From the Tweed they flew south,  moving in to Rock Pond in April 2001, a temporary measure until they found a place to bring up baby. Howick Pond fitted the bill nicely. A des res indeed.

The pair, often accompanied by four or five brown woolly cygnets were familiar faces on the pond until cracks began to show last November...

As the snow fell and the mercury dropped, UNA was found alone on the pond. A bedraggled figure, with a swollen and bloody neck, there was no sign of his beloved. Visitors assumed the worst. He had been the victim of an errant hound, and the carcass of FUZ probably lay hidden in the wood.

December arrived colder than the previous month and the wild things found life hard. UNA vanished and in his place were two new posuers, APN a young female and a strapping cob, 817. It looked like a new regime had arrived to replace the old timers. This was a sad day for the villagers of Howick, who had developed a bond with their old downy neighbours. However the new leading lights soon dimmed as UNA burst back on to the scene to regain his kingdom in the hope FUZ would return unharmed to resume domestic bliss.

This to-ing and fro-ing continued into the New Year with some days the old ruler in charge and on others it would be the young turks.

It is well known that in affairs of the heart, one day the truth will out, and last week this surely happened. UNA was found wandering the track to the pond, far from the water. He was looking weaker than ever. A local, out with his dog, managed to get him underarm, and carry him back to the water. Here they were met by a very agressive pair of Mutes who were both clearly up for a battle. UNA struggled free and ran back up the hill into the wood. There's no way this old timer whose strength had been sapped by heartache and a hard winter could survive up here, so after a few phone calls and emails he was rescued by Berwick Swan Rescue and taken up north for his own safety and recuperation...he will be released back onto the Tweed after a few days rest and relaxation.

Curious, the local man, decided to check out those young swans to see if the mild spring weather had brought such an violent response. There were two swans sure enough but not APN and 817...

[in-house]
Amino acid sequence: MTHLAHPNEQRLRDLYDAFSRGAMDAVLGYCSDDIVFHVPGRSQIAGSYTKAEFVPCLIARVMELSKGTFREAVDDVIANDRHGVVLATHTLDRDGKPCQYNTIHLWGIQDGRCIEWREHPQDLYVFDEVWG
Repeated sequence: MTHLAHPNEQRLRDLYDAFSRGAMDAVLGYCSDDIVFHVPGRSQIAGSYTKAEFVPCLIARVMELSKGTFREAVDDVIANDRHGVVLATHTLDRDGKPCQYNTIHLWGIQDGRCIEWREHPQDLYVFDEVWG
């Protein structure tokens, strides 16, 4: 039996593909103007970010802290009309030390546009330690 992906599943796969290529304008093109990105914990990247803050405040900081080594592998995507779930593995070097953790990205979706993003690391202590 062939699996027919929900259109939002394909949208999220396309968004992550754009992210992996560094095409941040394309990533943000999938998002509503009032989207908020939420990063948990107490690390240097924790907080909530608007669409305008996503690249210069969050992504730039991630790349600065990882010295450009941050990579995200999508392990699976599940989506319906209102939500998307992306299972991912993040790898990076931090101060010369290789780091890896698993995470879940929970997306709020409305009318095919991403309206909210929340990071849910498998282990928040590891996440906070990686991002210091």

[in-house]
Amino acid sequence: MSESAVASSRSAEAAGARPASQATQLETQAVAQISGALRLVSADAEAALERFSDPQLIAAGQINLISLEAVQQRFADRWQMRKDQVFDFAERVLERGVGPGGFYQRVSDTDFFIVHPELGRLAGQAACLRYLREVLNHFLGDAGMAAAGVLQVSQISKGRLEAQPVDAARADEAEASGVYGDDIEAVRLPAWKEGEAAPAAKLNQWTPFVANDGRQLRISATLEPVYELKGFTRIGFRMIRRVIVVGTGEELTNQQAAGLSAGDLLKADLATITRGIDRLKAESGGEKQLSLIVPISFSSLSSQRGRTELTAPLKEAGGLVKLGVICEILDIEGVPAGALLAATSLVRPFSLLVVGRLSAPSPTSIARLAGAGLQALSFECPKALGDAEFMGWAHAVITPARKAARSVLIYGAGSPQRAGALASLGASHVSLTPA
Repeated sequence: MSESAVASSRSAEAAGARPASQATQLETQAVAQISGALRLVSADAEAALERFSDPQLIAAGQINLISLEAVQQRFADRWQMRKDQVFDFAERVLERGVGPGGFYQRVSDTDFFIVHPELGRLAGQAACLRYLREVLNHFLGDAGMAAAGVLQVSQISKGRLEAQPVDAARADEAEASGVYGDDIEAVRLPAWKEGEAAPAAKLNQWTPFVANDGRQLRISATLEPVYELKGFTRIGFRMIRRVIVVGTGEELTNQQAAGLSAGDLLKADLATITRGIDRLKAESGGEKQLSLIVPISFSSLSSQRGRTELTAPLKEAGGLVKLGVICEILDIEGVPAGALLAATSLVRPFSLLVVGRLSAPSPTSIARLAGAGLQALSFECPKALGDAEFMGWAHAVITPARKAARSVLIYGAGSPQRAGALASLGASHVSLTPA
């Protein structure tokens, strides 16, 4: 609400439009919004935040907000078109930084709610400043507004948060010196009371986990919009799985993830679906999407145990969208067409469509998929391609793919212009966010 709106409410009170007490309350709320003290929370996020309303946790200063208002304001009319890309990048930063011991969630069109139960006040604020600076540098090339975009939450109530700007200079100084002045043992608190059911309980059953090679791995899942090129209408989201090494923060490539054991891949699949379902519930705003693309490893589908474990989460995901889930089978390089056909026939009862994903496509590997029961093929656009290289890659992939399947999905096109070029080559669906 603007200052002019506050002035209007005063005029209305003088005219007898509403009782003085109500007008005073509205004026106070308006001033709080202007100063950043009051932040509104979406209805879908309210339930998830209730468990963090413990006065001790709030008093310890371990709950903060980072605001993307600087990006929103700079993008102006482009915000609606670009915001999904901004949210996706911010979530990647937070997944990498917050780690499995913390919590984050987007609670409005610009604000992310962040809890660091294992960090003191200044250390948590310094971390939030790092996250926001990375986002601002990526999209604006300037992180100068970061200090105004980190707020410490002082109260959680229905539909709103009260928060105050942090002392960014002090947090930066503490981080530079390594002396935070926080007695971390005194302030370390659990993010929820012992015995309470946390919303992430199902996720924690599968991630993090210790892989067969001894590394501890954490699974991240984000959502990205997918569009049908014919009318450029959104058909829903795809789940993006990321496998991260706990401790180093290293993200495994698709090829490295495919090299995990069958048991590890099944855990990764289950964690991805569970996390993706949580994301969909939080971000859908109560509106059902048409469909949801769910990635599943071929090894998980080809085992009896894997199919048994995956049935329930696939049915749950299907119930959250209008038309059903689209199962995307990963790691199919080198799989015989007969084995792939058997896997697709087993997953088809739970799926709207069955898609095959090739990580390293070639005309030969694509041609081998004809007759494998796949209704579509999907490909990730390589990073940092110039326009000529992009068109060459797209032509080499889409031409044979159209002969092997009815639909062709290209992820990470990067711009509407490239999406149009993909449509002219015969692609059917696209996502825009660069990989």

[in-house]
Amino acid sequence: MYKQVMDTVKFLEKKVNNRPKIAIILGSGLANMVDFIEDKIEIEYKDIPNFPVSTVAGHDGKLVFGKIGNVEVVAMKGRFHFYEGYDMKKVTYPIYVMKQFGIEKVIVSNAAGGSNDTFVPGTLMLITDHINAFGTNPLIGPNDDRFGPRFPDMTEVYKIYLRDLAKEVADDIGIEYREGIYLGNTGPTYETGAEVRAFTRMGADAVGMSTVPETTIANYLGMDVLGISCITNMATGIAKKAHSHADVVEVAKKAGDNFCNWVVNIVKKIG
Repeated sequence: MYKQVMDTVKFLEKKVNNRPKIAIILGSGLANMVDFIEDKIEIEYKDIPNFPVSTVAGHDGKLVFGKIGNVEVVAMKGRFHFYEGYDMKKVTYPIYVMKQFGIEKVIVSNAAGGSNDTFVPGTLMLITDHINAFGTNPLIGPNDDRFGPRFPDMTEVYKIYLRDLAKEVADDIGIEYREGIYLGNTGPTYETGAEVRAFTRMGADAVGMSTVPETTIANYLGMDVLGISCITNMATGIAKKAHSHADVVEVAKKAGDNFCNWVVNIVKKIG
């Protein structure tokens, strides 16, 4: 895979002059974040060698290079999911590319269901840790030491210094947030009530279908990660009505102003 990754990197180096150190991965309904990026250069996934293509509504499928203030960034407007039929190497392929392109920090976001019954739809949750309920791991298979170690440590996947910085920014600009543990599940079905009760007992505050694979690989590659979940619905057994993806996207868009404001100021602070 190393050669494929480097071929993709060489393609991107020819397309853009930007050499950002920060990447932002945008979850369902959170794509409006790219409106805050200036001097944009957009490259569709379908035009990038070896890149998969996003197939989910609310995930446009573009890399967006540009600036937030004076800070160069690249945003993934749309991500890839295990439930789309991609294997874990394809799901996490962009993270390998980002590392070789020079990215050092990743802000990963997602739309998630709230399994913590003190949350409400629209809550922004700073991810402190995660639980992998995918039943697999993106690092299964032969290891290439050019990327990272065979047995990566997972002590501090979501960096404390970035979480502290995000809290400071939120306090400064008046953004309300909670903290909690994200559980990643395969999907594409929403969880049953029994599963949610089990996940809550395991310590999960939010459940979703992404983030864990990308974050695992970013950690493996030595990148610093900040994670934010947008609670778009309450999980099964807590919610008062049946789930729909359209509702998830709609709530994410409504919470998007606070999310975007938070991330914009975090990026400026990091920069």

The bloke stooped to read the ring on the close bird on the bank. F..U..Z!

It seems that the 'loving mate' of UNA had sloped off at the onset of winter, with her toy boy, after giving the old man a right bashing, only to return for a spring clean with chummy! So much for Mutes pairing for life....

UNA during happier days...
FUZ and UNA. Two summers ago...

I wonder how the new couple will get on in 2011? Will UNA return ...Mmmm.


Sunday, February 06, 2011

Rained off today with a steady heavy drizzle until dusk. Pity, as it was nice and calm.

I spent a bit of time identifying a moth I caught last night, as a new species for the garden. See here for more details...

Around here masses of Snowdrops are out now and at Denwick the Winter Aconites seem to be having a really good year. As I'm off on Friday I might try and get some photos of them if the weather is bright enough...

Saturday, February 05, 2011

A pleasant day after the gales for the previous two nights. The wind has dropped right off and it was quite mild. This mornings walk headed off inland along the back hedge and back by the village wood. Two Mealy Redpolls were still in the small alders so I presume they are the same birds from a week or two back.

Around our garden were 3 or maybe 4 Great spotted Woodpeckers together. I had three in view all at once then a squabble broke out and two flew off. A few minutes later two were together again, and I hadn't see any return? A nice adult male Sparrowhawk strafed the feeders so fast that it had gone before the tits alarm called.

In the afternoon we took a walk along the coast to Craster and back. A few nice Eiders in breeding fettle were offshore with a female Goldeneye. 3 Shags flew north and all the gulls were checked for that errant Ross's to no avail.

Tuesday, February 01, 2011


Mr Tilmouth alerted me to this yesterday, in the latest edition of Birdwatching Magazine...apologies to the mag, I havent read it since Chris Dawn was editor many years ago...I have a sneaky peak in WH Smiths sometimes though.... ;)

Anyway, thanks to BWM for the plug!


I wasn't out for very long on Sunday but I still managed to fit in a walk from home, a short way inland to a small wood I have never been to before and back via the Hall.

It is still very quiet on the bird front, with the most visible being 4 or more Treecreepers in various spots on the route. A Jay showed well and a Tawny Owl in full hoot in the middle of the day were the only other things of note.

Less visible, as usual, were the mammalian residents of the patch, but all it takes is a keen eye ( or not so keen for that matter) and signs of recent activity can be found. I was like Davey Crockett without the 'coon skin hat!
Five species of mammal were noted but only one seen -

Field Vole - Chewed grass runs visible after the snow has thawed.
Mole - Hills everywhere, despite the attentions of the catcher. Oh, his metal detector and spade has gone...
Brown Hare - A well worn run in our back field.
Roe Deer - Droppings and tracks, but a doe and with her yearling were seen too.
Badger - An active set. I didnt go for a look last year but I will this year.
Fox? - only a possible. They are shot out in this area, and I still havent seen one in the last two years, but some scat on a molehill looked suitable. I'll keep an eye open for this one...


Field Vole runs in chewed grass.

Well used Brown Hare run.


Roe Doe and yearling.